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Potty Genius Blog

The ABCs of Potty Training

The ABCs of Potty Training

by Angie Long

Angie is an experienced freelance writer and mother of two. She has extensive experience working in professional training, including the development and evaluation of training and exam material. She has a background in elementary education. Angie has a 4-year-old who still struggles with potty training, yet her 8-year-old nailed it by two years of age.


Potty Genius Blog

The ABCs of Potty Training

by Angie Long

Angie is an experienced freelance writer and mother of two. She has extensive experience working in professional training, including the development and evaluation of training and exam material. She has a background in elementary education. Angie has a 4-year-old who still struggles with potty training, yet her 8-year-old nailed it by two years of age.


The ABCs of Potty Training
There are certain milestones in your toddler’s life that seem to happen on their own, such as crawling, taking their first steps, or getting their first tooth. However, there are some milestones that only you can dictate, and one of them is potty training. Thankfully, a little background information is all you need. Before you tackle this task haphazardly, take a few moments to read up on the ABCs of potty training, from A to I.

A. Ask Yourself, “Are You Ready?”

Don’t jump into potty training before you and your child are ready. There are certain indicators of readiness for children including the following:
  • Recognizing when they have a full bladder
  • Taking interest in the toilet
  • Being able to walk
  • Being able to pull their pants down
You have to ask yourself if you’re ready, too. Many parents take three solid days to commit to nothing but potty training. Make sure that your child’s caregivers are just as committed. Don’t worry; many are just as excited as you are to say goodbye to diapers!

B. Buy a Potty Chair and Underwear

You’ll either need to buy a potty chair or an adapter seat to attach to your regular toilet seat. You have an opportunity to make yourself really popular here if you let your child choose the seat on his or her own. Let your child pick out some “big kid” underwear, too. There are tons of character underwear choices out there to make your child feel safe and make potty training more fun.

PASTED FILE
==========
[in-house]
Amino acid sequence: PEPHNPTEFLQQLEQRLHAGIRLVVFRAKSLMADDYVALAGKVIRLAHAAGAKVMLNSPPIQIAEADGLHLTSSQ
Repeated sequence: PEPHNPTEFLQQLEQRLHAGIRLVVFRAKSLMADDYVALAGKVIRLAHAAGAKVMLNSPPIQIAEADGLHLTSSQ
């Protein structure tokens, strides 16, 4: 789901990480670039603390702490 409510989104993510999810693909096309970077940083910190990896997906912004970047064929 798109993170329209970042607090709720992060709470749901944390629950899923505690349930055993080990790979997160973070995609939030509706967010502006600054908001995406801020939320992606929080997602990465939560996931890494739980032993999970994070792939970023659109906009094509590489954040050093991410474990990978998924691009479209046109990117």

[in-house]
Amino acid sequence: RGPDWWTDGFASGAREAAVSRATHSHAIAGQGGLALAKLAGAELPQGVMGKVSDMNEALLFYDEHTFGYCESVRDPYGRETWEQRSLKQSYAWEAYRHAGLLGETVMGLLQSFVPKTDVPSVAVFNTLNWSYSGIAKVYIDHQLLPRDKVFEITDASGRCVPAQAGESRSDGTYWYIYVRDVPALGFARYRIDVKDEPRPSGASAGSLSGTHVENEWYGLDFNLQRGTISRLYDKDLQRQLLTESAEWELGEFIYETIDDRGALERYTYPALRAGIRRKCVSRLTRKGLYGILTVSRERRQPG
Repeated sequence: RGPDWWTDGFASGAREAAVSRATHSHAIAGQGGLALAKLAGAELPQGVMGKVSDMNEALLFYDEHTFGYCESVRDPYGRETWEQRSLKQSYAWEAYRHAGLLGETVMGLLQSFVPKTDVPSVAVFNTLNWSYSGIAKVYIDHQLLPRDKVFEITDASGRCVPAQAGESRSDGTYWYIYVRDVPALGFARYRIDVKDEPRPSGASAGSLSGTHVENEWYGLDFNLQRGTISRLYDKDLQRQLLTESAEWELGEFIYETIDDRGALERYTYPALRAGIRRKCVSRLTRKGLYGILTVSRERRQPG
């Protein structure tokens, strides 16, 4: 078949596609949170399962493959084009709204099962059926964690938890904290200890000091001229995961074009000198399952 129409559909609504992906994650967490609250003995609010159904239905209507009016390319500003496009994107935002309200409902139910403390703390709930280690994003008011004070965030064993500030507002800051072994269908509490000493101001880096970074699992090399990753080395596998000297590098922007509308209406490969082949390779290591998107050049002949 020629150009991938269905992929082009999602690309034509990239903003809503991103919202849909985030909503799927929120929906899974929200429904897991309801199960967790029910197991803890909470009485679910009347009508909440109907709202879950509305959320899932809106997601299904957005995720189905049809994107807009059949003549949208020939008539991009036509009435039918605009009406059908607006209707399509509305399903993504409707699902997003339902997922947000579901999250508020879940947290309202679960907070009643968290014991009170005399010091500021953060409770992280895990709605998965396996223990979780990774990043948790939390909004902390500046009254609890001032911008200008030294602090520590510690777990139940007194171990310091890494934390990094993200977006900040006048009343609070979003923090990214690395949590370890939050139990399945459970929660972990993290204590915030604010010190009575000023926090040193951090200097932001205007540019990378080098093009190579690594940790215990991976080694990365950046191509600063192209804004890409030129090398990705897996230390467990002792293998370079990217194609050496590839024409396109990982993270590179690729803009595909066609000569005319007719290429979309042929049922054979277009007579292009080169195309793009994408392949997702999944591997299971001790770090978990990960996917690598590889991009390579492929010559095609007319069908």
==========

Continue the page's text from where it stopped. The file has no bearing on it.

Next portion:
C. Create a Routine

For the first three days or so of potty training, you’re going to have to create a routine. Remember to set your child on the potty first thing in the morning, after meals, and before and after naps, at an absolute minimum. Have some potty training books available to read for a bit of extra motivation and entertainment.

D. Demonstrate How It’s Done

Children learn by imitation. If you don’t feel comfortable letting your child watch you use the bathroom, use books with pictures. Explain how to recognize when it is time to go, as well as how to wipe, flush, pull up underwear and wash hands afterward. This is a lot easier with older siblings, so don’t be afraid to let them help out too.

E. Explain the Process

Explain why and how potty training works. Show your child that the poop and pee actually belongs in the toilet when you’re a big kid, not in the diaper. It may help to empty the diaper into the toilet or potty chair so a visual connection is made. Again, books can help explain the process as well.

F. Foster the Habit of Using the Potty

Let your child know that it does not bothering you when he or she yells, “I have to go potty!” within only minutes to spare while you’re busy making dinner. Just take a deep breath, remember that it is temporary, and help foster the potty habit.

G. Give Positive Reinforcement

When your child makes his or her first potty training breakthrough, make a big deal of it (unless it embarrasses him or her). This is a great time to use positive reinforcement to your advantage. Sticker charts, candy, toys, trips to the park…you name it. You know what is best for your child. Motivate accordingly.

H. Handle Nighttime with Caution

Don’t get discouraged if your child can’t stay dry overnight. It takes longer for some children not only to recognize the feeling of “having to go,” but also to wake themselves up from sleep. Keep some nighttime diapers or be prepared to change the sheets in the middle of the night. Remember that it isn’t the child’s fault. He or she doesn’t want to disappoint you or wake up wet.

I. Indulge in a Reward for Yourself!

For those moments when the constant cleanup and laundry becomes a bit overwhelming, have a reward for yourself at the top of your mind. It can be something as simple as a quiet bubble bath when everyone is sleeping.

Additional Potty Training Resources:

The ABCs of Potty Training Key Points of Toilet Training

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